Mathematical morphology refers to a branch of nonlinear image processing and analysis developed initially by Serra [1] that concentrates on the geometric structure within an image. The morphological approach is generally based upon the analysis of a two value image with some predetermined geometric shape known as a structuring element. The basic idea, arising out of stereology, is to probe an image with a structuring element and to quantify the manner in which the structuring element fits or does not fit within the image. The analysis of the geometric objects must be quantitative, because only such an analysis and description of geometric objects can provide a coherent mathematical framework for describing the spatial organization. The quantitative description of geometrical structures is the purpose of mathematical morphology.

The scope of morphological method is as wide as image processing itself. These include enhancement, segmentation, restoration, edge detection, texture analysis, particle analysis, feature generation, skeletonization, shape analysis, compression, component analysis, curve filling, and general thinning. There are many areas where morphological methods have been successfully applied, including robot vision, inspection, microscopy, medical imaging, remote sensing, biology, metallurgy, and automatic character reading.

The language of mathematical morphology is set theory. As such, morphologies offer a unified and powerful approach to numerous image processing problem. Sets in mathematical morphology represent the shapes of objects in an image. In binary images, the sets in question are members of 2-D integer space Z2, where each element of a set is a tuple(2-D vector ) whose coordinates are the (x,y) coordinates of image object pixel(foreground by convention) in the image.

In the following sections we illustrate several important concepts in mathematical morphology, and a detailed discussion can be found in [1].

4.1. Dilation and erosion

The simplest morphological transformation is dilation and erosion. In loose terms, these operations cause the swelling or the shrinking of areas when structuring element has a disklike shape. They are the base for most of the morphological operations discussed later.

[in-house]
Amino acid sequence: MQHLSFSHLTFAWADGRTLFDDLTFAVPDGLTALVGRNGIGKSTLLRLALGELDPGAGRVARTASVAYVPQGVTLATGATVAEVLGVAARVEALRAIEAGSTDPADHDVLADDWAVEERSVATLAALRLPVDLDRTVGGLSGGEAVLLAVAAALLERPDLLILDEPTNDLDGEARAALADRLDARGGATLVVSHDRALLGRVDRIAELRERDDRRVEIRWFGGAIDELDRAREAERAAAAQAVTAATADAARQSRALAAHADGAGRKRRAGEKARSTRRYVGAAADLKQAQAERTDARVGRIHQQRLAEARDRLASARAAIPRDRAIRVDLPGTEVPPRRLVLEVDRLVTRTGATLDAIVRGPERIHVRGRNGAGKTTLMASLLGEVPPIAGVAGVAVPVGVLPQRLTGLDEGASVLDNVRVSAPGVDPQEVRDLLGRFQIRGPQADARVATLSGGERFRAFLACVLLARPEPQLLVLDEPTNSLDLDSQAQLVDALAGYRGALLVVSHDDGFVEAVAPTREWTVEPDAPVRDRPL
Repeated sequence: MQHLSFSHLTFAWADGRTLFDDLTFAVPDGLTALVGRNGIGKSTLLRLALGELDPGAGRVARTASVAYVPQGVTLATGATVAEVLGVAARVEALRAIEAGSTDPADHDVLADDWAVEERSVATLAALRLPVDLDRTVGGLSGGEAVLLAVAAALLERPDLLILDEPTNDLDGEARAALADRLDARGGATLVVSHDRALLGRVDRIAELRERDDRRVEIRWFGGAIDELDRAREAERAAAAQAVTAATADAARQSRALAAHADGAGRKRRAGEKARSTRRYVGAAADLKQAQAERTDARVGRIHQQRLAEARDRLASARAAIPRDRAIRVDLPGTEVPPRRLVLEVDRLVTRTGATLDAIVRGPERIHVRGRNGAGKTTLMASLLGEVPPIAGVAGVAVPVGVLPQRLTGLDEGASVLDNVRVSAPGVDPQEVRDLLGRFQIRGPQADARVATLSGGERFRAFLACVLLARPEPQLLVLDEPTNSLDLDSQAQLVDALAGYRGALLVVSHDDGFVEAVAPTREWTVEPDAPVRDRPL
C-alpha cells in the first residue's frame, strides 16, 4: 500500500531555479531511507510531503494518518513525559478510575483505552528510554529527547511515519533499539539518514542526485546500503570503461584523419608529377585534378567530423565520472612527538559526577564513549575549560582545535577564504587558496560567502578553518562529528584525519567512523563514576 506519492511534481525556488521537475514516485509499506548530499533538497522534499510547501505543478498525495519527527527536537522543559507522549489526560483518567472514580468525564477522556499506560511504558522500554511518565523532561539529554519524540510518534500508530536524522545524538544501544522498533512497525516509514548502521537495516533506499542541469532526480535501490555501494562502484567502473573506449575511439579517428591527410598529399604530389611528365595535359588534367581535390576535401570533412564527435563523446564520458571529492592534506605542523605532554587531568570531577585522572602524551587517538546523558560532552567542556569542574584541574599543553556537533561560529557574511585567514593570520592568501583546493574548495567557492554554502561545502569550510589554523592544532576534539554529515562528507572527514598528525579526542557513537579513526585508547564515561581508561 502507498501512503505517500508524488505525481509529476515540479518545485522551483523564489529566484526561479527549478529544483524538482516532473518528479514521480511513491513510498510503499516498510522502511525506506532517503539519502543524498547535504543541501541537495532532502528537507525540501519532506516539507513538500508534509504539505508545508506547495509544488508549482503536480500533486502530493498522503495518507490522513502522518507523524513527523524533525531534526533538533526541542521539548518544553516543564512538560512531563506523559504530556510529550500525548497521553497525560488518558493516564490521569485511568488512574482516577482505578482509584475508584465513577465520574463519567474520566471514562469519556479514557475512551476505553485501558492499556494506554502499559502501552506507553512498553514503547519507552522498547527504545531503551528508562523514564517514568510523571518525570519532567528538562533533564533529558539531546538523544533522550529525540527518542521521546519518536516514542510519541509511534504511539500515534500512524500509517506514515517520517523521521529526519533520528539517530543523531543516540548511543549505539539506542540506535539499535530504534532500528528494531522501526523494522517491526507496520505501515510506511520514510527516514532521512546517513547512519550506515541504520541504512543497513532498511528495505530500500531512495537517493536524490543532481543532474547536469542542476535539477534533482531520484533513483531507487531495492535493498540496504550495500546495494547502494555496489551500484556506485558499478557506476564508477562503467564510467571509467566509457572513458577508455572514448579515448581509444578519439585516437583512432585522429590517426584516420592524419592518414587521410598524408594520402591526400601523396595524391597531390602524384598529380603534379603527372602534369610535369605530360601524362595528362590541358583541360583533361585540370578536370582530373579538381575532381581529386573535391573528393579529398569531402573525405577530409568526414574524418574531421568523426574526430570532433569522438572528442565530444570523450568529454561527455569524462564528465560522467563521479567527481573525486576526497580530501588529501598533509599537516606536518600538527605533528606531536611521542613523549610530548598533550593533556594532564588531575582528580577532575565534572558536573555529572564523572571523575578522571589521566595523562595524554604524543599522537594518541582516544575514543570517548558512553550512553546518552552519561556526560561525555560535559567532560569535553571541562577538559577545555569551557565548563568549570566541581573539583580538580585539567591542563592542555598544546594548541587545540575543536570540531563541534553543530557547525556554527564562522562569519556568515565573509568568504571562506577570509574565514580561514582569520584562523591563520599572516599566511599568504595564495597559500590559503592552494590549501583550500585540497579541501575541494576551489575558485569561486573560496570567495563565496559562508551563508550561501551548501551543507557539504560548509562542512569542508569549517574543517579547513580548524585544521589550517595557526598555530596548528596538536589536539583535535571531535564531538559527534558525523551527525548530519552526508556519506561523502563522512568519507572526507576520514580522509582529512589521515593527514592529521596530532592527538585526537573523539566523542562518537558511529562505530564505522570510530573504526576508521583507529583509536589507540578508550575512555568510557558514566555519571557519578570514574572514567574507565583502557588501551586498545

Some basic definitions

Let A and B be sets in Z2, with components a=(a1,a2)and b=(b1,b2), respectively. The translation of A by x=(x1,x2), denoted, is defined as

(A)x={c|c=a+x,  for aA}E1

The reflection of B, denoted , is defined as

B={x|x=b,  for aB}E2

The complement of set A is

Ac={x|xA}E3

4.1.1. Dilation

With image A and a structuring element B as sets in Z2, the dilation of A by B, denoted AB, is defined as

AB={y|y=a+b, aA, bB}E4

There are two equivalent formulations of dilation that deserve. First,

AB=bB(A)bE5

So that the dilation can be found by translating the input image by all points in the structuring element and then taking the union. Fig 2.1 illustrates the concept.

Figure 8.

Dilation as a union of translates

Another formulation of dilation involves translates of the rotated structuring element that "hit"(intersect) the input image.

AB={x|(B)xA}E6

Thus the dilation process consists of obtaining the reflection of B about its origin and then shifting this reflection by x. The dilation of A by B then is the set of all x displacements such that Band A overlap by at least one nonzero element.